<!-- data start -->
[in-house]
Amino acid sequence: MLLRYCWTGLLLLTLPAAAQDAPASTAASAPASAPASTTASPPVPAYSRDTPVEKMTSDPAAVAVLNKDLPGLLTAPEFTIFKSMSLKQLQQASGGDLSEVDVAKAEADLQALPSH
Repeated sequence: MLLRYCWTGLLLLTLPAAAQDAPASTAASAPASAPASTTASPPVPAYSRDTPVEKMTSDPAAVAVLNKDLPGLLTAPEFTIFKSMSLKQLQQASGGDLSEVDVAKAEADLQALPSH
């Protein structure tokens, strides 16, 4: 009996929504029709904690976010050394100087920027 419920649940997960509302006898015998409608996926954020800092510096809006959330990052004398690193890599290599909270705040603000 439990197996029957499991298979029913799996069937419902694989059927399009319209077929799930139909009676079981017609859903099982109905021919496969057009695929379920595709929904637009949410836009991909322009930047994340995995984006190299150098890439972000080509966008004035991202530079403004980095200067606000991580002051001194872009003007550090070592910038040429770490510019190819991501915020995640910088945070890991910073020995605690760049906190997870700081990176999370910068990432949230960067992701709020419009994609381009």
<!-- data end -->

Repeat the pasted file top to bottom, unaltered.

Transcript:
[in-house]
Amino acid sequence: MLLRYCWTGLLLLTLPAAAQDAPASTAASAPASAPASTTASPPVPAYSRDTPVEKMTSDPAAVAVLNKDLPGLLTAPEFTIFKSMSLKQLQQASGGDLSEVDVAKAEADLQALPSH
Repeated sequence: MLLRYCWTGLLLLTLPAAAQDAPASTAASAPASAPASTTASPPVPAYSRDTPVEKMTSDPAAVAVLNKDLPGLLTAPEFTIFKSMSLKQLQQASGGDLSEVDVAKAEADLQALPSH
């Protein structure tokens, strides 16, 4: 009996929504029709904690976010050394100087920027 419920649940997960509302006898015998409608996926954020800092510096809006959330990052004398690193890599290599909270705040603000 439990197996029957499991298979029913799996069937419902694989059927399009319209077929799930139909009676079981017609859903099982109905021919496969057009695929379920595709929904637009949410836009991909322009930047994340995995984006190299150098890439972000080509966008004035991202530079403004980095200067606000991580002051001194872009003007550090070592910038040429770490510019190819991501915020995640910088945070890991910073020995605690760049906190997870700081990176999370910068990432949230960067992701709020419009994609381009």